Smith will have some up and down weeks, but he does have some
decent match ups—just pick and choose if you can manage
Lesson Learned: Just looking
at overall NFL rankings versus the run or pass does not tell the
complete story. Drilling down to yards per carry, attempts, and
first downs tell a more complete story about an offense or opposing
defense. The same can be said about examining individual season
stats for a player. Make sure to look at his weekly stats for
at least the past two seasons, especially if he’s not a
Mark Brunell Continues To Look Like A
Good Fantasy Option
In addition to losing 44 potential points in the FFTOC, I lost
by .02 points this week in the SOFA
Auction League. There were a number of players I could have
started to easily win the game, but I thought for sure Kerry Collins
coming off a bye week to face a suspect, Chargers passing defense
would be a more reliable play. But, Brunell’s totals more
than double Collins’ output for the week. I guess I could
just say I didn’t realize Santana Moss was the best WR with
that last name this week, but that’s not going to help me
determine whether in hindsight I had any good reasons for starting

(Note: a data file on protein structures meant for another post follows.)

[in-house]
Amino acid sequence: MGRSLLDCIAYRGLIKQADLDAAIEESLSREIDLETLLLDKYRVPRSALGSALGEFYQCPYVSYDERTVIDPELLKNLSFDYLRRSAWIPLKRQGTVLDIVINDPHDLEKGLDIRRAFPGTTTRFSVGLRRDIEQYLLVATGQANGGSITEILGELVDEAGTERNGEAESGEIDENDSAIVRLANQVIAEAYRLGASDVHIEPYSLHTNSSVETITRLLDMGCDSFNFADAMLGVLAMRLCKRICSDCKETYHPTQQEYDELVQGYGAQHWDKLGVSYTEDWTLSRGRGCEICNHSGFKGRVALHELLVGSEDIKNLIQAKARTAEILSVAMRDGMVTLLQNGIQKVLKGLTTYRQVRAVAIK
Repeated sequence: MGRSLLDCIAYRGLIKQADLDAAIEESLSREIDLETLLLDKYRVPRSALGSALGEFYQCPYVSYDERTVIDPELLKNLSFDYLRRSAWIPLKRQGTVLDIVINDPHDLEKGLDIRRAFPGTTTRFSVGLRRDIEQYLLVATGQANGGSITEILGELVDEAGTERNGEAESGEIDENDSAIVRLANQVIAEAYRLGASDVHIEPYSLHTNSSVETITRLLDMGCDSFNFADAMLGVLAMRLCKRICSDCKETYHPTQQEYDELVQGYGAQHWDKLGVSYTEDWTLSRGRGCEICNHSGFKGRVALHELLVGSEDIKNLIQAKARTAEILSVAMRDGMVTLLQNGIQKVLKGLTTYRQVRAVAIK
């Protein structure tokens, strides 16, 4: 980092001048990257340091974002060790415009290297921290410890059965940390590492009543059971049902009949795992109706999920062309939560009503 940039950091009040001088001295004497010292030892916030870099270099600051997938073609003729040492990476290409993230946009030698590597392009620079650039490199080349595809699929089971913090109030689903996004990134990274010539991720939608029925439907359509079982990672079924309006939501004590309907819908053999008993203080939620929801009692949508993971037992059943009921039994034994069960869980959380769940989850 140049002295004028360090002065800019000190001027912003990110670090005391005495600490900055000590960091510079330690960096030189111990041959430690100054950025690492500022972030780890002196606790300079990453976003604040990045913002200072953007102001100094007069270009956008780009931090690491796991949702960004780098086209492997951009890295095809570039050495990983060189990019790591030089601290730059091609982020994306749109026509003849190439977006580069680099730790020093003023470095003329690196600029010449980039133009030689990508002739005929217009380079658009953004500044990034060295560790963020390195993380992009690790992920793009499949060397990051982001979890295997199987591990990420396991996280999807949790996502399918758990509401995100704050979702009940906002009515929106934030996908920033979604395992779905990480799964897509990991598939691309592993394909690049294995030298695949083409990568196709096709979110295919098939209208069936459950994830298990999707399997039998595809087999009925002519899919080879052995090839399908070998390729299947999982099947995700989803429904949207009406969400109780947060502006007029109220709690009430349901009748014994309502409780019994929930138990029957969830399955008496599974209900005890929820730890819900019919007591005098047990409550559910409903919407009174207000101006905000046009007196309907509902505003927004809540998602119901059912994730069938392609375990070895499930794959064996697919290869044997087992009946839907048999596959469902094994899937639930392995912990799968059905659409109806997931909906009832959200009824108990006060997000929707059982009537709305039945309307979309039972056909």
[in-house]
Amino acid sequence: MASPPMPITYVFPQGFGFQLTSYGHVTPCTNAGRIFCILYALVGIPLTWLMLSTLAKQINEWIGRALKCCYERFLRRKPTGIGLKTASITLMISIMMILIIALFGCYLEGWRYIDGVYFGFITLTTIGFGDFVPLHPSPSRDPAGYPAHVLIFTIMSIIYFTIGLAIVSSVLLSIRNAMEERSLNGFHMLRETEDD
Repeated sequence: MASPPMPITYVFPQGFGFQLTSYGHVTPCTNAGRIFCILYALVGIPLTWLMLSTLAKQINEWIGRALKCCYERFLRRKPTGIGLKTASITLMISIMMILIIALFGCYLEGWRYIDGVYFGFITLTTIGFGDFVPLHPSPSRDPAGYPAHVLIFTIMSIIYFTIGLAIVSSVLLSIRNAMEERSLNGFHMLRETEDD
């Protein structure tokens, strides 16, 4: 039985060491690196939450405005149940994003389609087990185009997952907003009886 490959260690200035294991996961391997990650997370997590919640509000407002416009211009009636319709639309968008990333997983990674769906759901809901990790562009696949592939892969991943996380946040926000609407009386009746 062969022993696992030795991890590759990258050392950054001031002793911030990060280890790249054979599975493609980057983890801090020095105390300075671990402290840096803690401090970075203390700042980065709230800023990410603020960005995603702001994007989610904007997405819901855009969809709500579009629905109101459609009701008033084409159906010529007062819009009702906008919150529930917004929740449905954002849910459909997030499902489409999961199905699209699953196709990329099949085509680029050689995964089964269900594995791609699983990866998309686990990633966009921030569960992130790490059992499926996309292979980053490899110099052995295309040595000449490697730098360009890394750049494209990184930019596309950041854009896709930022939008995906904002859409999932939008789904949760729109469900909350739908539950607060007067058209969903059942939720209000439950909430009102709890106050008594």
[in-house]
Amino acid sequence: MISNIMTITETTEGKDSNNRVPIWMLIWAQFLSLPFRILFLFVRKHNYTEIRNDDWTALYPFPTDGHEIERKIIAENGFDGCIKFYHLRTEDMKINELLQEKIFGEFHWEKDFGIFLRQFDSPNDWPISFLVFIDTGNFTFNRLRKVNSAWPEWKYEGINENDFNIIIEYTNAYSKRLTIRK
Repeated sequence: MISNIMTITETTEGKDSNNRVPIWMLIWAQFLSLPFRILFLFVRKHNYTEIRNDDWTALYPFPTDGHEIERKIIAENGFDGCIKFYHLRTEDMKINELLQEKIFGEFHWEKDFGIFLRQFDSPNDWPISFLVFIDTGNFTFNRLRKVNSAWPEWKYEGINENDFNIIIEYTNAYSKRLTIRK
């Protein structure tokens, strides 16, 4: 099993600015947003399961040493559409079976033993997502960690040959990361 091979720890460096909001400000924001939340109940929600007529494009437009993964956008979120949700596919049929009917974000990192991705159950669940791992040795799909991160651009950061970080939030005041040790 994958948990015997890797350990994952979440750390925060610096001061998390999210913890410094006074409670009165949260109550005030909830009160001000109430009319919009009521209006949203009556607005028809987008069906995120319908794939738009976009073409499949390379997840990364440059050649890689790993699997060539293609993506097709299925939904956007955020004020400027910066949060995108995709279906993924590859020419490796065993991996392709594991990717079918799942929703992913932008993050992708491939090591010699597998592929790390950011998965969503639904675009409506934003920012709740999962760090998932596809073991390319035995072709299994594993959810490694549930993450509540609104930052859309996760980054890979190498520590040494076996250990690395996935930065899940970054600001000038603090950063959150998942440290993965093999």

Brunell over Collins.
The first is that the Raiders historically have rough starts
coming off bye weeks. This says a lot about the lack of discipline
in this organization compared other NFL teams. But the stats are
the key indicator here: Kansas City was allowing over 60% completion
rate heading into the game and Oakland’s defense was well
under that figure. Plus, the Chiefs allowed three more touchdowns
than the Raiders.
What worried me was the thought that Santana Moss has been a
one-man receiving corps for the Redskins. It’s true that
Moss accounted for 40% of Brunell’s completions, but TE
Chris Cooley and RB Clinton Portis combined for another other
40%. There’s enough distribution here to keep defenses honest.
Cooley was a guy Gibbs targeted last year in the draft and chose
to forgo TE Kellen Winslow in the first round—looks like
a great decision thus far. Portis has historically been runner
that gets better as the season progresses.
Greg Williams, the former coach of the Bills and defensive coordinator
for the Titans when they had one of the best defenses in the NFL
during the late 1990s has players buying into his system. Of course,
Joe Gibbs—after an adjustment year—is illustrating
why he’s a Hall of Fame coach. The team has figured out
how to get the most of Brunell, and the offensive line is much
healthier. With San Francisco, St. Louis, Arizona, and Oakland
on their schedule, Washington at the very least should be a 9-win
team. Look the Rams, Cardinals, and Raiders to test the defense
and force Brunell to continue airing it out.